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[[WMG: James is a burgeoning serial killer, and Silent Hill (2) is a reflection of his psychosis.]] Major unmasked spoilers ahead. The major supposition of this WMG is that the Silent Hill presented in the second game is unrelated to the town in the other games, and is instead a product of James's mind. You can (if you like this theory, which I do) find a lot of evidence and interpretation to support this. First of all, the biggest jumping-off point is the highly sexualized nature of the violence and monsters in the game. A lot of players seem to assume that this is a product of James's repression due to not having had a sexual relationship since Mary's death. I believe, however, that it indicates, instead, a sexually sadistic streak in James--put simply, he's a misogynist who gets off on hurting and killing women. Look at the mannequins, for example: they're composed solely of the lower half of the female body, which can easily be interpreted as a tendency toward objectification of women. The nurses are similar, nurse outfits and sexy female nurses being a common fetish or fantasy. The abstract daddy monsters are symbols of sexual violence and exploitation against a female character, who later simply gives up and dies. In fact, almost all the female characters in this game represent misogynistic ideation. Angela is sexually abused by her father, kills him, and then gives in to her own despair and disappears (we can assume that she dies, or maybe was Dead All Along), which makes her a sort of archetype of the woman as victim. Her mother was an uncaring woman who not only knew about the abuse but told Angela that she deserved it! Woman as villain. Maria represents a number of things in the game, but her overtly and inappropriately sexual behavior can be seen as woman as tempter/seducer and her multiple violent deaths, usually incorporating or shortly following a sexually suggestive theme show James's disdain for women and possibly even a disgust or fear of female sexuality (at least as relates to his interactions with women). This image is taken further during the fight with the 'lustful lips' after Laura locks you into the office in the hospital--the monsters in question are, essentially, female genitalia encased in a bed frame. This suggests a character who feels threatened by female sexuality. Speaking of Laura, she is only female in the game not portrayed in an overtly negative fashion, and even she's shown as annoying and often provokes James to irritation or hampers his progress, interesting since she's also the only female in the game who is even vaguely capable or surviving without his interference or protection. The lack of negativity could be tied into the fact that Laura is not viewed as a sexual object--she's a child, not yet having achieved puberty, and therefore not threatening in the same way that a grown woman would be. However, her relationship with Mary brings to mind the idea that eventually, Laura too will grow up and become just another woman, which makes James react somewhat more negatively to her. Pyramid Head, likewise, is manifestation of James (this is played pretty overtly in the game). James says towards the end of the game that he ''created'' Pyramid Head as a means of punishment. Specifically, Pyramid Head is presumed to be a manifestation of James's guilt over killing Mary, who is now punishing James for his crimes. However, Pyramid Head can also be read as a personification of James's misogyny, because he/it is often shown raping and killing other (female) monsters as well as killing Maria (the sexual temptress) in a VERY sexually suggestive way by "penetrating" her body with his spear. Thus, Pyramid Head punishes females for their perceived sins or weaknesses, just as James, in a sense, punished Mary for her weakness (her illness) which he says took over his life (because he had to take care of her). James being able to later acquire and use Pyramid Head's great knife is also an interesting connection between the two. It's not until James is able to somewhat recognize these tendencies that Pyramid Head is defeated and James can move on to his final confrontation. All well and good, but where do I get "serial killer" out of this, you ask. Well, aside from the fact that violent misogyny is a hallmark of many, many real-life serial killers, there's the fact of James's relationship with and--more importantly--preoccupation with Mary and her death. Many serial killers' first victim is someone close to them, and often that first murder will take place early in life, with subsequent killings happening years later and usually more frequently. Many such killers also follow a pattern of killing victims who have some perceived or symbolic similarity to that first victim. In James's case, killing Mary would be his first murder. His preoccupation with her and her death, combined with the misogynist tendencies discussed above, would lead to the subsequent killings. Maria represents his victim archetype: a woman who is visually reminiscent of Mary, whom he had grown to hate, and who is blatantly and inappropriately seductive. (It's worth noting that James reacts with anger and sometimes disgust to her innuendos, while at the same time trying to sneak a peek down her blouse when her back is turned.) This is particularly evident if you believe that Mary was actually created by Silent Hill as an amalgamation of James's feelings about women. She dresses and acts provocatively, is implied to be a stripper or involved with the strip club (given that she has keys to the locks on the club's door), and is physically fragile and weak, needing James to protect her from monsters and being unable to keep up with him because she tires easily. She's also shown coughing and taking medicine, similar to the way we see Mary in flashbacks, which indicates that illness is also an aspect of James's victim profile. During the cutscene that precedes the final boss fight (which is also with a female entity), the boss can be either Mary or Maria, depending on the player's actions during the game. Mary in that scene represents James's guilt over and preoccupation with his proto-victim, while Maria symbolizes his hatred of women in general. The boss fight is James's struggle to overcome his murderous urges. The various endings indicate the various possible outcomes of that struggle. James can become consumed by his obsession with Mary, neither able to forgive himself (and her) and move on, nor willing to wholly give in to his hatred, leading to the In Water ending where he kills himself to end the conflict. In the Leave ending, James is able to come to terms with his past crimes and the darker side of himself and to move beyond it, with raising Laura as a chance at redemption. In the Maria ending, however, James is unable to overcome his misogyny, feels himself justified in killing Mary, and is likely to repeat the same sequence of events, with Maria representing his future victims. There's also some tangential evidence that suggests that this version of Silent Hill is most a symbolic representation of James's mental landscape, with many of the newspaper clippings and other scraps of paper you encounter dealing with other murderers and mental patients, as well as the odd little detail in which, if/when you return to the area where you killed your first monster, it's surrounded by police tape. Eddie is also clearly well on the way to becoming a sociopath, and he's one of the first characters James encounters, as well as the only fully-human character James actually kills. Overall, this WMG seems to make a lot of sense, especially if you're not too concerned about tying SH2 in with the other games in the series. I think the game works better as a standalone story set in the same universe as the other games but with a plot that's not actually related to them. ** I think you've hit on a lot of good points with the misogyny and fear of sexuality that seems to be present in the game, but I don't think that it's a fear of female sexuality, I think it's a fear of male heterosexuality...specifically, James' fear of his own sexuality. James is wracked with guilt and self-loathing after Mary's death. He can't get past the fact that he is a murderer, he's murdered his beloved wife. He sees himself as a predator, as something loathsome and disgusting. Therefore I think that all of the imagery of violence against women and sexual violence is a manifestation of his self-hatred and guilt being thrown back at him, saying "this is what you are" because he feels that he needs to be punished for what he did, continually reminded that he is a monster. I also think that he is dealing with the sexual frustration of having a recently departed wife. It seemed to me that Mary's illness was quite long, and, I think it was stated in the game, physically debilitating. We can safely assume that in the time that James was taking care of Mary, he wasn't [[IfYouKnowWhatIMean getting any]], and, considering the way that Mary treated him during that time, it isn't that much of a stretch to imagine that he might have entertained the thought of cheating on her. I think that at one point in the game Angela accuses James of wanting to be rid of Mary because he "wanted someone new" or something like that. He may have had these feelings, but would not act on them, and perhaps felt deeply ashamed of them. This I think is part of what Maria represents, as she is both appealing and repulsive to James. He might have, in his guilt and shame, seen his own sexual desire as dirty and a betrayal to Mary, who he also betrayed by killing. In conclusion, I don't think James is a budding serial killer, he just has issues. [[WMG: Is Henry really the killer?]] Yes. Yes he is. Think about it here. Isn't it odd that all the people he meets wind up dying horribly? Isn't it strange that no one else can see these "Holes" he does? My theory goes like this: In Joseph's notes he remarks that he dug up the grave of Walter Sullivan and found it empty. Does that sound like the action of a sane man? This troper's opinion is as follows: Joseph, in fact, became obsessed with Walter Sullivan's crimes and the cult, prompted by Walter's spiritual presence. Joseph then began the killings all over again (You'll notice the killings stop completely until Joseph starts writing about them. In other words the resumption of the killings and Joseph's research on Sullivan started at around the same time) At this point, much of Joseph's writing reads as the work of a deeply unstable mind. He's unaware of what he does when he's "Walter", only seeing the aftermath-- just as Henry does. Finally, he takes his own life in horror, unwilling to keep participating, unaware that he is now a part of the evil that claimed Walter Sullivan. Then Henry moves into the apartment building. Here's where things get complicated. It's possible that he learns of Walter Sullivan and indeed finds the corpse behind the wall BEFORE the events of the game. Henry is clearly mentally unstable. An introverted loner who likes watching his young female neighbor through a hole in the wall? If that's not a sign he's not all there, I don't know what is. We also know he's been to Silent Hill before. He seems to think the trip was uneventful but I believe that his memories are false, just like those of James Sunderland-- A cover to keep him from remembering what really happened. While there, he was touched by the darkness of the town and learned of Walter Sullivan, a rather notorious murderer (the Bundy or Gein of the Silent Hill universe). The Hole doesn't in fact exist. He's not locked in, he's locked the rest of the world out. He clearly doesn't get along with people at all, evidenced by his lack of emotion (he's practically a robot) and so has sealed himself in his appartment with the diary of Joseph. The "Scraps" that are pushed under his door are in fact left there by his own hand. He "Rediscovers" them because his subconscious is trying to force him toward a revelation and show him he's not in control. The places he visits aren't accessed by holes, but on foot. The car that we see in the "Forest World" is in fact the car he drove there in, hence its open door and proximity to him. He's driven all the way to Silent Hill, then blacked out once more. When he blacks out again he drives back there. Then the victims. Cynthia's death is perhaps the most shocking, but it's heavily suggested that Henry has issues with women, given his voyeuristic spying on Eileen. When Cynthia teases him it causes some kind of break in his mind and the "Other" takes control (much like the main character of Lost Highway, a movie Silent Hill has referenced more than once). His brutal assault of Cynthia is motivated by his own sexual frustration (such frustration being a common series theme, see the monsters of Silent Hill 2). Her "Dying words" are all in his head, as she is in fact already dead. Think about it. Her last words are regret she never got to have sex with him? Unlikely. But Henry objectifies women; he's unable to see them as anything but sex objects, hence dressing Eileen in a stereotypical "nurses' outfit". Jasper knows too much and is the only survivor of the Walter Sullivan killings. The "Other" prompts Henry to kill him but knows enough to wait until the time is right. He lures Jasper into the house (We don't see Jasper visibly enter the "Wish House" because the story is told from Henry's normal frame of reference and he won't acknowledge that he was who lured Jasper into the Wish House) When Jasper talks about meeting the "Devil" he's actually referring to Henry, whom he now recognizes as a sociopath. Henry is actually the one who sets him on fire and carves the numbers into his chest, but he externalizes it. It's easier for him to see Jasper commit suicide than admit that he's done such terrible things. Incidentally, Henry can read the childish writing that he finds in the Forest World just fine. His "Other" understands that this is the bloody tale of Walter's early life and how he suffered during it. But Henry won't or can't accept that, and tries to block out all conscious knowledge of Sullivan and his crimes. He's in a psychic fugue state, unable to comprehend the reality of his situation. That's why Eileen can read the writing just fine: unlike Henry, she's not delusional. Desalvo is a scumbag and, with Henry inheriting Joseph's knowledge of the Wish House, he would know all about the cruel, evil stuff Desalvo was involved with. The "Other" will want to murder him, but can't, because he's safely locked in a prison cell. Think about it. Desalvo is perfectly safe while locked away. Nothing has attempted to harm him. But the MINUTE Henry unlocks the door, the "Child Walter" manifests. On how Desalvo can see it if this is all just part of Henry's warped psyche: it's necessary to remember that Silent Hill has a way of manifesting characters' inner thoughts. The "Child Walter" is made manifest because Desalvo is linked to Walter's childhood in Henry's mind. Henry, having been directed by the "Other" to free Desalvo (who likely locked himself in the prison cell to keep himself safe). He then hunts him down and drowns him in the very room in which the other children were tortured. Henry then regains control and comes face to face with Desalvo's corpse. Note that Desalvo has no last words; because Henry had no emotional connection with Desalvo, his subconscious needed not craft a death scene for him. Blacking out again, Henry returns to the apartment, where he sees more of his neighbor, Richard Braintree. More importantly, he sees him with Eileen, the subject of his unhealthy fixation. So the "Other" suggests the perfect thing to do... KILL HIM. Kill Richard, it tells him, and Eileen can be ours. So he kidnaps Richard. All Richard's lines about coming through a "Hole" are purely in Henry's head, which is why Richard abandons him. Again, think about it. Why would Richard leave Henry behind? It's because he has no idea what Henry is talking about. He's saying things that Henry is hearing completely differently, his mind having substituted a different reality. Note that when Richard encounters the "Child Walter", Henry sees the encounter from afar, in a lift. It is in fact Henry himself who Richard is speaking too, or rather "The Other". The Henry in the lift is Henry's normal personality. He views his split personality (the "Other") as Walter in his child form and views the interaction this way because he feels trapped. He's in a lift that looks like a cage, unable to make himself heard or seen. This symbolizes his personality being submerged and imprisoned. He can see what his "other" is doing but cannot stop them or interfere. The lift descending is a sign of Henry's original personality being further and further submerged. Much of what follows is all in his head. When he finally comes to see Richard he's already dying, but Henry only makes a half-hearted attempt to rescue him. Richard stutters about the 11121 man, but he's not talking about a phantom. He's saying Henry IS the 11121 man. The final victim, Eileen, is the most important. Throughout the game we've seen how obsessed Henry is with her. He's clearly a sexually frustrated man, happy to look but unwilling to get near to people. His obvious discomfort when Cynthia offers him a "Special Favour" speaks volumes. The message "Better check on your neighbor soon!" is his subconscious trying to warn him of what his split personality wants to do. He leaves his apartment, something he can suddenly do with ease, and proceeds to confront Cynthia in her apartment. She's horrified by his advances on her, as she barely knows him. In a rage, he brutally assaults her. When his conscious mind takes over he is horrified by what he's seeing and so has to create an external source. The "Child Walter" is his scapegoat. Now here is where it gets even more complicated. Henry is said to be the "Receiver of Wisdom". Some take this to mean learning of Walter Sullivan's crimes but I believe it actually means he's meant to confront what he's become. That is why he's taken to the various sights of his crimes: to be shown the truth. Think about it. In the Hospital he regresses to an inhuman state and rips the heart from a corpse, disgusting himself so much that he once again manifests the "Other" as Walter. However, he's now beginning to lose his grip on his innocence, and so manifests Walter as an adult. Children in Silent Hill have previously been used as a symbol of innocence (e.g. Laura from SH2), and his "Other" now appearing as an adult is his subconscious slowly helping him understand his corruption. The nurses Henry sees in the hospital are, in fact, real people whom he gleefully kills, once again demonstrating his issues with women (as with James). He makes them appear monstrous because he view women as threatening and unequal to himself. Similarly, in one room he encounters a giant version of Eileen's head, making sexual moaning sounds. That's all he sees Eileen as: a pretty face, a sex object. Her personality doesn't matter as he's never bothered to learn anything about her. He's interested only in her looks and sex. When he finds Eileen, the interaction between them is, of course, entirely imagined. In fact, Eileen is his captive from this point on. But he, in his desperate need for companionship, essentially turns her into his sidekick in his mind. Think about it: Would a badly injured woman, barely able to walk, having just suffered a horrendous assault, gladly leave hospital with a man she'd never met to trawl horrific locales? Of course not. The entire "Daring duo on an adventure" scenario is what Henry WANTS his life to be. From here it only gets worse. Eileen's injuries appear worse throughout the game because Henry is repeatedly assaulting her, and possibly doing far worse. The disjointed nonsense she speaks is his own mind beginning to break, his brain buckling under the sheer weight of his delusions and conflicting personalities. Here is where it all begins to come together. Some find the repeated revisiting of worlds boring. However, I believe it wasn't a case of filler, but the design team trying to show us something important. What happens when Henry revisits these worlds? The ghosts of the characters killed appear. What do they do? They try to kill him. Now, I cannot claim to know how a ghost thinks, but I find it unlikely they would seek revenge on a perfectly innocent man. The reason all the various spirits assault him is that he is in fact their killer. Remember that the creatures of Silent Hill's "Otherworld" are summoned by the protagonists' subconsciouses. Thus, Henry's subconscious is trying to show him his guilt by summoning these vengeful spirits into the material world. Cynthia is the most telling. The image of a girl in a pale white dress with long black hair is a famous Japanese image (made so Stateside by films like "The Grudge" and "The Ring") and in many stories she's a woman greatly wronged by a man. Which man does Cynthia attack? HENRY. This is a sign that he bears the guilt for what happened. And how does Henry immobilize said spirit if he chooses to? A "Sword of OBEDIENCE". Henry wants control, craves it. He literally pins down his prey-- forces them to stay where he wants them. In the Forest World we again see a sign of Henry's fractured psyche. The entire Wish House has burnt down. The question is: why didn't Henry remember that? He blacked out and awoke in his bed. How did he get from point A to point B? The Other took control and got him there, that's how. We also see how Eileen can read perfectly the writing Henry can't. This is because, as mentioned earlier, Henry is out of touch with reality. The "Walter" that attacks him and Eileen is in fact, HIM. His "Other" takes over at various points, causing him to attack Eileen, and when she tries to defend herself, he rationalizes it as "Walter" also attacking him. The apartment world is also telling of Henry's mental state. He knows, from the notes he gathered, that Walter thought it was his mother. So how does Henry see it? Rotting and corrupt. The Apartment World is Henry's critique of the female gender. It's the "Other" that seizes the umbilical cord from Frank Sunderland, desperate to cling to its identity versus Henry's own. By now, the "Other" and Henry are in a war for control. The Other causes adult Walter to manifest and tell Henry the tale of him meeting a young Eileen and being shown kindness by her, merely to taunt Henry, as if to say "Even this monster was shown more affection by Eileen than you ever were, Henry. You're pathetic". Henry is really starting to fall apart at the seams now. His Other continues to taunt him, moving his shoes around, turning the TV and radio off and on to show Henry that he can take control at any time, that Henry isn't in control of his own actions. The "Ghost Henry" that he sees outside his apartment is symbolic. It's his mind trying to warn him that his original personality is dying, being drowned out by the monster that is the "Other". Eileen escapes from him at this point and he rationalities it as her being "Taken" by the "Other". In a rage he smashes down the wall and re-discovers Walter's body, the body Joseph dug from the ground. Henry has, in fact, known of its existence for some time. The system of wires around it is perhaps the most disgusting part. I believe it was a sign that Henry was "Feeding" the corpse the blood of his victims, as a symbolic way of "Feeding" the "Other" and thus helping it grow in strength. Note that the items on the table are the ones James Sunderland used to resurrect Mary in one possible ending. In fact, James is referenced several times in this game. Even without the other callbacks, it's a blatant hint, tying Henry to another deeply disturbed, delusional individual. The "Always Watching" voice that Henry starts hearing around this time is the voice of the "Other", sharing his body. Indeed, his other personality is always watching Henry, and is taking pleasure in taunting him. Henry recaptures Eileen at this point, having finally been driven mad. The climax of the game is, in my opinion, actually Henry's final confrontation with himself. We see Eileen, or at least his vision of Eileen, stepping down into a huge pool of blood with an orb in the center, while a massive beast looms over her. The "Beast" represents Henry devoid of his original self, fully controlled by the "Other". Personally, I feel this is not Henry wishing to kill Eileen, but in fact his own subconscious warring over his desire to rape her and "Sacrifice" her innocence. Henry clearly objectifies Eileen throughout this scene; the blood and the helpless, powerless woman (muscular, bestial man looming over her) seem to be the ultimate expression of that. The "Walter" Henry sees is his "Other". It's him, trying to tell himself what he cannot bear to know. He even calls Henry the "Receiver of Wisdom" and actually says "It's You, Henry", but Henry refuses to acknowledge the horrible truth. Henry then begins his fight with himself, a mental battle played out as a physical one. Once again we see Henry's sexual frustration. To defeat the beast he must violently and repeatedly PENETRATE it with phallic spears. In my opinion, the real ending is the most bleak one. Henry believes he has defeated the Beast but in giving in to rage he has simply strengthened the "Other". Henry collapses to the ground, clutching his head in pain and perhaps, finally realizing what he truly is, as "Walter" laughs triumphantly. Henry rapes and murders Eileen before returning to his apartment. There, he finally finds the spirit of Walter, still a child. Walter as such may have never even been guilty of any of the crimes. He was compelled to commit the original ones in Silent Hill by the "Red Devil" mentioned in the Silent Hill 2 news report. The later crimes were committed by Joseph and Henry himself. That is why the final scene is of the child Walter lying in the room and the adult Walter dead. Henry has seen his guilt and realized what he truly is. The adult Walter is Henry, a representation of how he sees himself. The child Walter is the spirit of Walter Sullivan, finally at peace, no longer controlled by the town and no longer forced to share an apartment with those similarly affected. Another clue: At one point, in his apartment, Henry opens his fridge to find "Slabs of flesh" that later disappear. He's been storing pieces of his victims in his home. It's notable that Henry doesn't have any great reaction to this discovery, almost as if he won't let himself be shocked by it. Their subsequent disappearance is his "Other" taking over and disposing of them. Then there's the blood all over his shower, not from a supernatural source but from him washing himself off after a slaying. The "Hole" in his cupboard is actually a place he is keeping Eileen, which is why the sound of a woman sobbing is always heard whenever he goes near it. It's also the reason for all the blood around the room at various points. * I thought Joseph was the one who poked the hole in the wall? (Of course, Henry uses it inappropriately, but still.) ** Joseph is just one more facet of Henry's mania. The ghosts are brought into being by his warped mind (Because in and around Silent Hill thought and reality are more or less one) that's why their twisted versions of their true selfs. It's all part of Henry's Sullivan obsession that, like Joseph before him, lead him to commit copycat crimes. * The endings, since they are based on how much damage has been done to Eileen and how many hauntings remain in Henry's apartment, are a clue to the real endings. In ''Escape'', Eileen escapes, and Henry (his insanity suppressed along with the hauntings) doesn't go after her. In ''Mother'', she still escapes but Henry tracks her down at the hospital due to still being significantly influenced by "Walter". In ''Eileen's Death'', Henry kills Eileen but triumphs over the Walter persona by suppressing the hauntings, and in ''21 Sacraments'', Henry kills Eileen and gives in to his insanity. ** I doubt the Other wins out if Eileen is saved. I would suggest that if Eileen doesn't die, then Henry wins out over the Other no matter what, whereas if Eileen is killed, then Henry regains control of himself only after the Other is already finished with its bloody work, and thus is no longer really fighting for control. The hauntings would represent Henry's mad desire to see the twenty-one sacraments completed. Thus in Escape, Eileen doesn't escape, Henry ''lets her go'', because he has completely defeated the Other and abandoned his desire to see the twenty-one sacraments completed. In Mother, Henry doesn't kill her and, presumably, triumphs over the Other, but he continues to obsess over and dominate (or at least stalk) Eileen, even if he isn't physically hurting her anymore, which is represented by Eileen moving back to the haunted apartment shown in the Mother ending. Henry still wants to complete the twenty-one sacraments, but has achieved enough control that he's no longer willing to kill for it. In Eileen's Death, Henry frees himself of the desire to complete the 21 sacraments, but only after the Other has already slaughtered Eileen. Henry himself is the only sacrifice who escapes, the Other leaving only after it's already finished killing everyone other than itself/Henry. In '21 Sacraments,' the Other wins out completely, killing first Eileen, then Henry through suicide. *** Right, for the Mother ending, I didn't mean to imply that he killed her at or after the hospital, just that the suppressed (or gone but still influential) Other was still causing his obsession. If he makes sure to keep Eileen safe but doesn't remove all of the hauntings, it implies that Henry's protection of Eileen would be strong enough to keep him from harming her despite the Other still having a degree of influence.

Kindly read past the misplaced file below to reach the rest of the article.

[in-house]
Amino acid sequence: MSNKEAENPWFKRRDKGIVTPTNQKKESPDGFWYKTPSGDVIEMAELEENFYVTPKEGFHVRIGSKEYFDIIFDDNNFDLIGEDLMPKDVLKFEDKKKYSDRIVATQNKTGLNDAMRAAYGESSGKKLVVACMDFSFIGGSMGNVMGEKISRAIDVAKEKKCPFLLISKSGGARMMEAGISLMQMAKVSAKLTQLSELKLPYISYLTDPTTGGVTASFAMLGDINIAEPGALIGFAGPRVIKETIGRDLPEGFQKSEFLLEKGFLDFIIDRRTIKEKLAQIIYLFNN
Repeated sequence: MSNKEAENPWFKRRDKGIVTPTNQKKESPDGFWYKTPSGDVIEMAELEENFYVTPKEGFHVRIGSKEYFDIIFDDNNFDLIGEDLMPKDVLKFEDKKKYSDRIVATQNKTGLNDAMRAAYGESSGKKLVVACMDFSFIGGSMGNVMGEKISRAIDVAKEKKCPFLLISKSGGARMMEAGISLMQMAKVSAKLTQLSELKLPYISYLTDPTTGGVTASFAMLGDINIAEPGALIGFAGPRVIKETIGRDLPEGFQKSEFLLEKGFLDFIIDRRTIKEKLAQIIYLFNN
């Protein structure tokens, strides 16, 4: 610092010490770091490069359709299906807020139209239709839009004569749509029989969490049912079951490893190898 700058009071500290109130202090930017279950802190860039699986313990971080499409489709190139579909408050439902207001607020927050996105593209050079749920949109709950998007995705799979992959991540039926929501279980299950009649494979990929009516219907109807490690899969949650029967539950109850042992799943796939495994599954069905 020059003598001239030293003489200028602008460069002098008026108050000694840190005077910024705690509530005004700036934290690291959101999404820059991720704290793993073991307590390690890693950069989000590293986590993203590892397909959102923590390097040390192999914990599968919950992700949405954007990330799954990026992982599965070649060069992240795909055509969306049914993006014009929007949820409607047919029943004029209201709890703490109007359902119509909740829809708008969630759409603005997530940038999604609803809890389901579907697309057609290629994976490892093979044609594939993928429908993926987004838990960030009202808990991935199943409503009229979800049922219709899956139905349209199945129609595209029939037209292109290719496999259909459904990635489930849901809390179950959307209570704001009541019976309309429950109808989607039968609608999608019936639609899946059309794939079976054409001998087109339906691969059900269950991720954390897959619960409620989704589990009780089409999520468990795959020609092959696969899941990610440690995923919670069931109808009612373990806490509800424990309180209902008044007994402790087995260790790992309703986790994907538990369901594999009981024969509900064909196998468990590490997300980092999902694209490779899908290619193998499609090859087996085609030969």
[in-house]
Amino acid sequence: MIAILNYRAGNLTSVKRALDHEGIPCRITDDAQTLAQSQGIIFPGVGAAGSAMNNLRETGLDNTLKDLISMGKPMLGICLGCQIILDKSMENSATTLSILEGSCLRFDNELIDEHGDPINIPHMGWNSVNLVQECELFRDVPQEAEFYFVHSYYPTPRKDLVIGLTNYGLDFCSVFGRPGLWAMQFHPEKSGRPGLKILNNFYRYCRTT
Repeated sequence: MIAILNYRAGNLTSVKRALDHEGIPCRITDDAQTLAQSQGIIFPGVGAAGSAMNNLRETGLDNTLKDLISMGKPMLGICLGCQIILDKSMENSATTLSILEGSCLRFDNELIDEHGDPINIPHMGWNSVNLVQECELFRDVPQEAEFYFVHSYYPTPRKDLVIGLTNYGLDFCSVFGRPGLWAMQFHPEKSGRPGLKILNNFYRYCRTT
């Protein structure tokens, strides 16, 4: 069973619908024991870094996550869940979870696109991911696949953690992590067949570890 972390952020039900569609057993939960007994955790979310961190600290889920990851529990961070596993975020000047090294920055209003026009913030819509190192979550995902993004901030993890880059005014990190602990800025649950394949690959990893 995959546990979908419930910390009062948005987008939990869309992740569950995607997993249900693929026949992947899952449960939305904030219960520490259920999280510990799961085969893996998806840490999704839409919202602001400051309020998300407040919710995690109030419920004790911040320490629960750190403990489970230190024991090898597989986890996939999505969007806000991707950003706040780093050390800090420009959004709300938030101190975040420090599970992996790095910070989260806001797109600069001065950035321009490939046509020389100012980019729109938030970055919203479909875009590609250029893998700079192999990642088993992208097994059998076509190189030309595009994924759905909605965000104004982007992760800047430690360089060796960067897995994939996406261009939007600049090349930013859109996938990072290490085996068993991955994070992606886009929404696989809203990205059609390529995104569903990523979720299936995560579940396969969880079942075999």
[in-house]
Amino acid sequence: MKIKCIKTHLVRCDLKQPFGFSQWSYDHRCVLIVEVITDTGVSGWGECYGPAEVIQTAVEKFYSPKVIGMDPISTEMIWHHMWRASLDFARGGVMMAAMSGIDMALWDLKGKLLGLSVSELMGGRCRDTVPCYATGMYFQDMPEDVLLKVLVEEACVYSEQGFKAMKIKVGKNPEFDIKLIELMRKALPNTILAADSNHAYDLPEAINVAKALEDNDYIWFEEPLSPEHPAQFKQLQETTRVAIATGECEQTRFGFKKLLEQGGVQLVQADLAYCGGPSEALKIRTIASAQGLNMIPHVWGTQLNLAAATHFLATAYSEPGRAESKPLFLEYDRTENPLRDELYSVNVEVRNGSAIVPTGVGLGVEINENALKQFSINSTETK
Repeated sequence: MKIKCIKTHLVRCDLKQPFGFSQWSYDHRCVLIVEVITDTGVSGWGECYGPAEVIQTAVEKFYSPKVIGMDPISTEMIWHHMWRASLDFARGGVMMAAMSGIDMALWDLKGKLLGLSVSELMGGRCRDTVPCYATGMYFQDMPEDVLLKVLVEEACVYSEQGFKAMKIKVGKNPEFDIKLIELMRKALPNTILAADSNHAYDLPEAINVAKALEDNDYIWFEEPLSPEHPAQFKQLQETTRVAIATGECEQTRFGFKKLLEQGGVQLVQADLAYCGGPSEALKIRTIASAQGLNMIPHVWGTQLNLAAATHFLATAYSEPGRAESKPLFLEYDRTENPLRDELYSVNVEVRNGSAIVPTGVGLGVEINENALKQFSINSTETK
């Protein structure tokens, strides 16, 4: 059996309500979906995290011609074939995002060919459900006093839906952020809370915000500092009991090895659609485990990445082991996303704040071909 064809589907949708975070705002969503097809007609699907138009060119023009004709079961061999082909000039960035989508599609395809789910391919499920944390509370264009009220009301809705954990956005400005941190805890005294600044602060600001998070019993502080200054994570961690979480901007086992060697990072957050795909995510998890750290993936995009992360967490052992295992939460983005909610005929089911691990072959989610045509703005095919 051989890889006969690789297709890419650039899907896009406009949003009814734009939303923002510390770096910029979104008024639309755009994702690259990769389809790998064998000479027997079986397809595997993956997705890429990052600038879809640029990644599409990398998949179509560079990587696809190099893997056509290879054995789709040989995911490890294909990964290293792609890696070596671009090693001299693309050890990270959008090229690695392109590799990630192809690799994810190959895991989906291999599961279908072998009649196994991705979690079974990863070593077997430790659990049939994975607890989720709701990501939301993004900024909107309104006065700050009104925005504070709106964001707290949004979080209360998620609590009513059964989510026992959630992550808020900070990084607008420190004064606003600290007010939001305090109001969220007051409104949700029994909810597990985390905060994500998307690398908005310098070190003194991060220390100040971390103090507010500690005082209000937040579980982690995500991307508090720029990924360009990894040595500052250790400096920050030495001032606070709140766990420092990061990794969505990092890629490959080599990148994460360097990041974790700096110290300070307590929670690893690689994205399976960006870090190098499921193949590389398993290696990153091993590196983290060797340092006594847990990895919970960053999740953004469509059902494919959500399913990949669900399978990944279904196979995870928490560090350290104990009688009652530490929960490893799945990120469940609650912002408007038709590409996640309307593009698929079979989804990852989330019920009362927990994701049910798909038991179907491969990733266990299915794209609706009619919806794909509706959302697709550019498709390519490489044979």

[[index]] * Analysis/SilentHill2 * Analysis/SilentHill4 [[/index]] ----
This list shows the last 2 events of 2.